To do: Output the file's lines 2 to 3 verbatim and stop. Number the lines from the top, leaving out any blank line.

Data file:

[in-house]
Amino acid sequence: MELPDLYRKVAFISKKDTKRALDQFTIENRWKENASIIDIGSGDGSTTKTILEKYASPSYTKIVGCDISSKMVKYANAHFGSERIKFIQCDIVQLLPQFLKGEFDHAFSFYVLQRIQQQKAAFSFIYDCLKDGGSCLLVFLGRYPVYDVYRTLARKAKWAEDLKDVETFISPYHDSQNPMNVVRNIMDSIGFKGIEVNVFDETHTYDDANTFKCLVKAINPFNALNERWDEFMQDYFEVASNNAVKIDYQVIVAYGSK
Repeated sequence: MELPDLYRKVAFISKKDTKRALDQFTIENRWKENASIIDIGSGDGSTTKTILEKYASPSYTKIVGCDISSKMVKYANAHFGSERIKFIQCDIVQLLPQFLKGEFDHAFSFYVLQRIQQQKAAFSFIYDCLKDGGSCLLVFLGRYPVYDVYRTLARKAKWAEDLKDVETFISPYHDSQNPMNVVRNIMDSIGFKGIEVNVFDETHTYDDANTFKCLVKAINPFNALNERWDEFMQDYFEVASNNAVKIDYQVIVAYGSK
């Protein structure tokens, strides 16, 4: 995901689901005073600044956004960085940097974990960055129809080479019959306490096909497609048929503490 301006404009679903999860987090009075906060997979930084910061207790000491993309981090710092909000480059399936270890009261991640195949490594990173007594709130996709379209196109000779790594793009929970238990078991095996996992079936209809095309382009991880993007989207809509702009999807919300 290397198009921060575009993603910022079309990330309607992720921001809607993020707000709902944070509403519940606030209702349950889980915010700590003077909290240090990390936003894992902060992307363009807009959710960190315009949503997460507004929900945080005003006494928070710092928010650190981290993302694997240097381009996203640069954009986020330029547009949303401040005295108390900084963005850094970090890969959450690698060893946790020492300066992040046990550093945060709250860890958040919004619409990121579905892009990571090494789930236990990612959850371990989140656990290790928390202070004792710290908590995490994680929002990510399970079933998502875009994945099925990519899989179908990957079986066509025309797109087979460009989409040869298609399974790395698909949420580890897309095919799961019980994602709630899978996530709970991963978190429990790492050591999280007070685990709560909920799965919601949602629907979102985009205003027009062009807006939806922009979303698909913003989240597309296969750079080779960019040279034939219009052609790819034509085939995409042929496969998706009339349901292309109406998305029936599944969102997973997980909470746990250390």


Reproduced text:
Amino acid sequence: MELPDLYRKVAFISKKDTKRALDQFTIENRWKENASIIDIGSGDGSTTKTILEKYASPSYTKIVGCDISSKMVKYANAHFGSERIKFIQCDIVQLLPQFLKGEFDHAFSFYVLQRIQQQKAAFSFIYDCLKDGGSCLLVFLGRYPVYDVYRTLARKAKWAEDLKDVETFISPYHDSQNPMNVVRNIMDSIGFKGIEVNVFDETHTYDDANTFKCLVKAINPFNALNERWDEFMQDYFEVASNNAVKIDYQVIVAYGSK
Repeated sequence: MELPDLYRKVAFISKKDTKRALDQFTIENRWKENASIIDIGSGDGSTTKTILEKYASPSYTKIVGCDISSKMVKYANAHFGSERIKFIQCDIVQLLPQFLKGEFDHAFSFYVLQRIQQQKAAFSFIYDCLKDGGSCLLVFLGRYPVYDVYRTLARKAKWAEDLKDVETFISPYHDSQNPMNVVRNIMDSIGFKGIEVNVFDETHTYDDANTFKCLVKAINPFNALNERWDEFMQDYFEVASNNAVKIDYQVIVAYGSK